A few points to ponder upon graduation

By TIM BEELAND,

Summer is nearly here. School is out or getting out real soon. Seniors are graduating. Time moves so quickly.

It was 39 years ago last Friday that my graduating class took to the Newton High School football field just east of here on Highway 80. There were about 100 of us that earned our diplomas that year. We thought that a pretty big class.

As senior class president, I had the  honor of welcoming our friends and families to the ceremony. It seems to me that the stands were packed with people. Memories fade though.

Our group of seniors were definitely packed with pride, eager to snatch up our diplomas and gather later for a graduation dance. In the wee hours of the morning some of us aimed our cars for Florida and a week of sun and fun.

These days it is more likely Mexico or some exotic island, but Panama City and the Barney Gray Motel was exotic enough for us in 1979.

For myself, and I’m sure all of my classmates, there’s been a lot of learning in the past 39 years. More outside the classroom than in!

Everything has changed since we tossed our hats high into the air that night. The world has changed. That’s why it is difficult to try and give advice on post high school.

I can, however, mention a few things that I feel are important and all you seniors out there can take it for what you think it is worth.

First, never forget how to laugh. Laughter is indeed the best medicine.

Enjoy life. You only get one chance.

Remember that college is important. The freshman year is very important. You fool around then and you’ll spend the next three trying to make up the grades. That’s experience talking there!

Stay in school and earn a minimum of a master’s degree. Once you’re out, it is terribly hard to go back and a bachelor’s degree just isn’t enough in today’s world.

Socialize in college. Not too much, but get outside your comfort zone, you’ll meet friends for life, maybe even a spouse if you’re lucky. I was lucky.

Try not to spend any more money in a given weekend than you are sure you can afford.

Get to know your professors and advisors. They can be very influential when you’re looking for a job.

Choose a major you like and stick with it. You don’t want to waste valuable credits that won’t transfer or don’t apply.

Take some fun and interesting courses. Philosophy was not fun to me, but it was required. Graduate level communication courses were fun to me.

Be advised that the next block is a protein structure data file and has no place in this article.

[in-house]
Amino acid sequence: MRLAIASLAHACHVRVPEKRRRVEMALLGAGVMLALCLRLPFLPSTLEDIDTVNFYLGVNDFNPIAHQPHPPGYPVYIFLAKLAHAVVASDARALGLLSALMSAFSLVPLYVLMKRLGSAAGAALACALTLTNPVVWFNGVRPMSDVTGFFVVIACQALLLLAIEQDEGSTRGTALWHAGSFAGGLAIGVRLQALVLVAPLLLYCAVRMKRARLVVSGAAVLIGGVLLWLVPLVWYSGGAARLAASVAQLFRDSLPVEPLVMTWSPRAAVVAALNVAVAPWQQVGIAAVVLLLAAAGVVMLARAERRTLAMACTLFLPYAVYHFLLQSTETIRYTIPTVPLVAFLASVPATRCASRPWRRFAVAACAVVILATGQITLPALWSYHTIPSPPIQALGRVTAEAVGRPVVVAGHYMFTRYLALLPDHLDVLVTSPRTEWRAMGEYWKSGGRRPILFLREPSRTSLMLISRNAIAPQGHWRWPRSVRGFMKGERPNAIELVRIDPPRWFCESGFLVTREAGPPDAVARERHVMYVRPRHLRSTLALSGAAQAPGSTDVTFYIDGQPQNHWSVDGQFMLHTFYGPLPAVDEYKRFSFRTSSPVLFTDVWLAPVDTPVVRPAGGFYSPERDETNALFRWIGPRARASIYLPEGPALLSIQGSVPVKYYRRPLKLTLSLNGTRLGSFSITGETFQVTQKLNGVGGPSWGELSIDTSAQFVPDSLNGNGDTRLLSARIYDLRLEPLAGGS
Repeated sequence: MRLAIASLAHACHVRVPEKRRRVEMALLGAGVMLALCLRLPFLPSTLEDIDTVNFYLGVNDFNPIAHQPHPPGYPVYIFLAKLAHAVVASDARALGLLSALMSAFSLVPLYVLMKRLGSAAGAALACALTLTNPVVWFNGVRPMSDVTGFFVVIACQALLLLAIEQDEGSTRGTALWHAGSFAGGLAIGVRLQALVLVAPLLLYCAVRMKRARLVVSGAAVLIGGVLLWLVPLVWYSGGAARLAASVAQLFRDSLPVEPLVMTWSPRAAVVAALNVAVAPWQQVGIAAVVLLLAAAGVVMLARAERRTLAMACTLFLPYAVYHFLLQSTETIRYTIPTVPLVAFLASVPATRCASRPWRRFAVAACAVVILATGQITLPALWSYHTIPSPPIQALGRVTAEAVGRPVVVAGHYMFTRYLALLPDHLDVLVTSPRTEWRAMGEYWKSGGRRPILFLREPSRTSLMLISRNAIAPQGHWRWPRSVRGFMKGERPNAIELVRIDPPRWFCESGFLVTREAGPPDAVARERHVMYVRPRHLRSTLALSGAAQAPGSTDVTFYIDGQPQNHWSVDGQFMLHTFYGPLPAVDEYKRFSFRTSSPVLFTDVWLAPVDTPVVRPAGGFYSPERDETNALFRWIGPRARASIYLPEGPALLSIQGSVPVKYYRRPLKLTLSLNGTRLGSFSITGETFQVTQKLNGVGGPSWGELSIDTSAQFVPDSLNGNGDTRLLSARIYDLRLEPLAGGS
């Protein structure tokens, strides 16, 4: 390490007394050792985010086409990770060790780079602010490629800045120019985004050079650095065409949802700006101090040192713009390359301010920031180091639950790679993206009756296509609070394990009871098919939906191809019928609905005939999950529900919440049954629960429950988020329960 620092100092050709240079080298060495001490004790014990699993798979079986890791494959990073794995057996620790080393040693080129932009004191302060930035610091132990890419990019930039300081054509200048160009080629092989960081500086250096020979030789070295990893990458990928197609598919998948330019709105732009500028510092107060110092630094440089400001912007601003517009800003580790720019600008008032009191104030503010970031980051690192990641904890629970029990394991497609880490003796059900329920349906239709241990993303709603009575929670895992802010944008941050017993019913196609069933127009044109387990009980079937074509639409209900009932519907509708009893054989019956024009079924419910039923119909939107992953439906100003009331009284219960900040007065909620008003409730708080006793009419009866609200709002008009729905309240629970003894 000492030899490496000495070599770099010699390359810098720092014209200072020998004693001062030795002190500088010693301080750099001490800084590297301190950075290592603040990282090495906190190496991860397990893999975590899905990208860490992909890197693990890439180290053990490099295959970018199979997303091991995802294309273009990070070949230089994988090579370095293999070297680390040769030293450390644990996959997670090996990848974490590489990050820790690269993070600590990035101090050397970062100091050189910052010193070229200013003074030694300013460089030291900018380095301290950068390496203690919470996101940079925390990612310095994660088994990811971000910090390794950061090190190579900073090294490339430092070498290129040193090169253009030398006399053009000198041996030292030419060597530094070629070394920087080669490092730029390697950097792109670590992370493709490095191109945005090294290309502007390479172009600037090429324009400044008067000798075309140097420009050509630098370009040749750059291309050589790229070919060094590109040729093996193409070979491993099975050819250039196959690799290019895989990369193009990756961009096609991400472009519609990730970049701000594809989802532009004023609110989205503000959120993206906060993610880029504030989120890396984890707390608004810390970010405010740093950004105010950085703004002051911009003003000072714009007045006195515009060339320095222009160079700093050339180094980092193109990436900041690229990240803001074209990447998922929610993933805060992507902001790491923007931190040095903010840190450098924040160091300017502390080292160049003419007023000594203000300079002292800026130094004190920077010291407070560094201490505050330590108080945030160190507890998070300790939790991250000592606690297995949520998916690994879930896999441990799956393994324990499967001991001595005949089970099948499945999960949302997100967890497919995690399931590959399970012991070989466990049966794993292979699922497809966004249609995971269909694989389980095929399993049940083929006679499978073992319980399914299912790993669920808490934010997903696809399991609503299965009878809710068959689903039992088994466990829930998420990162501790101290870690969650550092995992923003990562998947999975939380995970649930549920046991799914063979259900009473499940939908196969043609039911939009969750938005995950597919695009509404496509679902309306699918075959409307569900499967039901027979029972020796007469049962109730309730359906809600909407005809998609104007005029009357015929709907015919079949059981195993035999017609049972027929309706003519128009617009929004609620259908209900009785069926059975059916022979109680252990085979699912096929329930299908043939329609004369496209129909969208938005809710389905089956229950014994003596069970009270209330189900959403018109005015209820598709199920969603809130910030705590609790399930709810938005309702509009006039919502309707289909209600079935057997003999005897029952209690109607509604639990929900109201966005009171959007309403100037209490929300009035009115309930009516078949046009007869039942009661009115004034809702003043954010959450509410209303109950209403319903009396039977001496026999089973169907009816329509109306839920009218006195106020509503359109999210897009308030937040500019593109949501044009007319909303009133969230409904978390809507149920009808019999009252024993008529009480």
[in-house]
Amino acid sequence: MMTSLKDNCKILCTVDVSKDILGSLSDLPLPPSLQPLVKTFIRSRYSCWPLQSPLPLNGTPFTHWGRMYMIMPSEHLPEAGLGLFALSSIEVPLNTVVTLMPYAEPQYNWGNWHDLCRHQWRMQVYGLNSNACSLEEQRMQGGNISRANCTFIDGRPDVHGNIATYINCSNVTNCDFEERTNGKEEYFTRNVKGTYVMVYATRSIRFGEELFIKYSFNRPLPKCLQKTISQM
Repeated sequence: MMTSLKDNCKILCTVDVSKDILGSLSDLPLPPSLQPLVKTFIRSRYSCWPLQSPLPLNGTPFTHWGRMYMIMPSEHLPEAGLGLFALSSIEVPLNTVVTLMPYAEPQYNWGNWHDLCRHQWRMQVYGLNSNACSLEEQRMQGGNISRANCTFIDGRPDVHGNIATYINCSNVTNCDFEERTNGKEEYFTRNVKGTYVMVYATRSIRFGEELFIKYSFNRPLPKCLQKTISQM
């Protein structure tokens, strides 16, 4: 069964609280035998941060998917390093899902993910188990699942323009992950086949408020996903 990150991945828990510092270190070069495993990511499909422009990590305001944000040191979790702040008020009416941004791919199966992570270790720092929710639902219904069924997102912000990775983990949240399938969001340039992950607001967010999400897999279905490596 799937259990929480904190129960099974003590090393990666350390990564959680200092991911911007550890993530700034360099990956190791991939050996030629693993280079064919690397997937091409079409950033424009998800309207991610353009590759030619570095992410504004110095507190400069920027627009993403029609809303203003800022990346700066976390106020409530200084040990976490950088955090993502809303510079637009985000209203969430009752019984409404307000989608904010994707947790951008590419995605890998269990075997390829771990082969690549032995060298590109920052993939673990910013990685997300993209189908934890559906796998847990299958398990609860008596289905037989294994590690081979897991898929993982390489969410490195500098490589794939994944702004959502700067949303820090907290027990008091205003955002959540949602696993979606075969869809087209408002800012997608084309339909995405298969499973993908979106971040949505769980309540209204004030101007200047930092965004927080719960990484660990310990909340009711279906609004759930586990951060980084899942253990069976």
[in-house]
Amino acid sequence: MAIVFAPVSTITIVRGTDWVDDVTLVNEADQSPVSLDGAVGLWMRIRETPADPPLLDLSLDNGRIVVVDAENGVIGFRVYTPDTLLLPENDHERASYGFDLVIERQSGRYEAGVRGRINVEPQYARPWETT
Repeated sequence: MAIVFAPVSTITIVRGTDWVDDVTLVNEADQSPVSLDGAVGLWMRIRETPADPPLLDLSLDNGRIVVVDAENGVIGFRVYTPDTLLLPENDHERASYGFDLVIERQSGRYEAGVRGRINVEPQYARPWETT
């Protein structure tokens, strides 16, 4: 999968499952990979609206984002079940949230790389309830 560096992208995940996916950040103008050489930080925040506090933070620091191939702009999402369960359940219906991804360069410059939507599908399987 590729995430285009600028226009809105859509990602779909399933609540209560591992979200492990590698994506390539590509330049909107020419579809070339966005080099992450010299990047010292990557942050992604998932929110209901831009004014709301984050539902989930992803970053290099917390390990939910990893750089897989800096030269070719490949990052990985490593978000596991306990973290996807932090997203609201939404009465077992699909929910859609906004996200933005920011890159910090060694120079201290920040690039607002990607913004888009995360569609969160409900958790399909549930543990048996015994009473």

After you’ve finished college, find a job you like, work hard and stick with it. Don’t think anyone owes you anything. You get what you earn and you earn what you get. Don’t be lazy.

Don’t whine about your job. Don’t think you know more than everyone else. Don’t argue with your boss even if you do have a better answer. Remember who signs your paycheck.

Get married to the girl or boy of your dreams.

Don’t have children right away. Spend some time with yourself and your spouse. Get to know each other. Become friends.

Travel if you can.

Bathe in an icy mountain stream on a mountain top in Colorado.

Drive a fast car fast, once, just for the thrill.

Experiment with exotic foods.

Have a kid or two.

Take your family out to eat. Those kids will be grown and gone before you know it.

Don’t watch too much television.

Laugh some more.

Watch your weight and physical condition. Taking vitamins helps.

Have a hobby.

Grow a garden.

Buy a nice house in a neighborhood you love, or way out in the country away from everything.

Make some investments for the future.

Buy a life insurance policy.

Don’t worry about the hair in the shower drain. Nothing lasts forever.

Have friends over for dinner. Send the kids to the grandparents or a sitter and have a bit of adult time.

Laugh hard.

Sing along with the radio, or better yet, make up your own songs. You don’t have to be able to carry a tune.

Hug your children. Listen to what they are saying even when you are very busy.

Go fishing.

Visit your parents and grandparents on a regular basis.

Live life to the fullest, strive to be your best while helping and caring for your friends and neighbors and no one should ask any more of you.

Prepare yourself for the pain and sadness that comes with the loss of a loved one, for you are destined to experience that more than once.

For now, though, celebrate. Enjoy the summer. But before you go to bed tonight tell your folks you love them and thank them for helping you get  this far. Then laugh yourself to sleep before having to wake up to the real world.